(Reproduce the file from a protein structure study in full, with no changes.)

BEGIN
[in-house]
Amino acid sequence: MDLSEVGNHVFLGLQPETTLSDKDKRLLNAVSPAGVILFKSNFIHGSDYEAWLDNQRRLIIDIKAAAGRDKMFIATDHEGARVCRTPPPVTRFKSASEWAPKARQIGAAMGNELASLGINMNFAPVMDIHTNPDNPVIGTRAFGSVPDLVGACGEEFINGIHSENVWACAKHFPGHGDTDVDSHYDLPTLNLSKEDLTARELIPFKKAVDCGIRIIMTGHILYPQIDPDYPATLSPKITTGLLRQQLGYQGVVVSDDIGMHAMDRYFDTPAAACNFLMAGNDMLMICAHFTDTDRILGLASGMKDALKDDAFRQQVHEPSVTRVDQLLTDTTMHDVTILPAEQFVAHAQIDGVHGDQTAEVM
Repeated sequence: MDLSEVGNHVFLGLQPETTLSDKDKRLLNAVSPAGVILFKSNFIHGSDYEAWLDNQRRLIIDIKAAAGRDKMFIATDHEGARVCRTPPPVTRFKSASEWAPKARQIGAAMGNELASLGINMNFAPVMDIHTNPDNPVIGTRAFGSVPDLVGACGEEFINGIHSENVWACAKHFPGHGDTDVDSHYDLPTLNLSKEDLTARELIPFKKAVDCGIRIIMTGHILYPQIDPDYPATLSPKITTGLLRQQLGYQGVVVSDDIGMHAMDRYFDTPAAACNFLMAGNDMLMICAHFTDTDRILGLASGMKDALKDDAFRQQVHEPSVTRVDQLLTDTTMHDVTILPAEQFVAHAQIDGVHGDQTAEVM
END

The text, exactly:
[in-house]
Amino acid sequence: MDLSEVGNHVFLGLQPETTLSDKDKRLLNAVSPAGVILFKSNFIHGSDYEAWLDNQRRLIIDIKAAAGRDKMFIATDHEGARVCRTPPPVTRFKSASEWAPKARQIGAAMGNELASLGINMNFAPVMDIHTNPDNPVIGTRAFGSVPDLVGACGEEFINGIHSENVWACAKHFPGHGDTDVDSHYDLPTLNLSKEDLTARELIPFKKAVDCGIRIIMTGHILYPQIDPDYPATLSPKITTGLLRQQLGYQGVVVSDDIGMHAMDRYFDTPAAACNFLMAGNDMLMICAHFTDTDRILGLASGMKDALKDDAFRQQVHEPSVTRVDQLLTDTTMHDVTILPAEQFVAHAQIDGVHGDQTAEVM
Repeated sequence: MDLSEVGNHVFLGLQPETTLSDKDKRLLNAVSPAGVILFKSNFIHGSDYEAWLDNQRRLIIDIKAAAGRDKMFIATDHEGARVCRTPPPVTRFKSASEWAPKARQIGAAMGNELASLGINMNFAPVMDIHTNPDNPVIGTRAFGSVPDLVGACGEEFINGIHSENVWACAKHFPGHGDTDVDSHYDLPTLNLSKEDLTARELIPFKKAVDCGIRIIMTGHILYPQIDPDYPATLSPKITTGLLRQQLGYQGVVVSDDIGMHAMDRYFDTPAAACNFLMAGNDMLMICAHFTDTDRILGLASGMKDALKDDAFRQQVHEPSVTRVDQLLTDTTMHDVTILPAEQFVAHAQIDGVHGDQTAEVM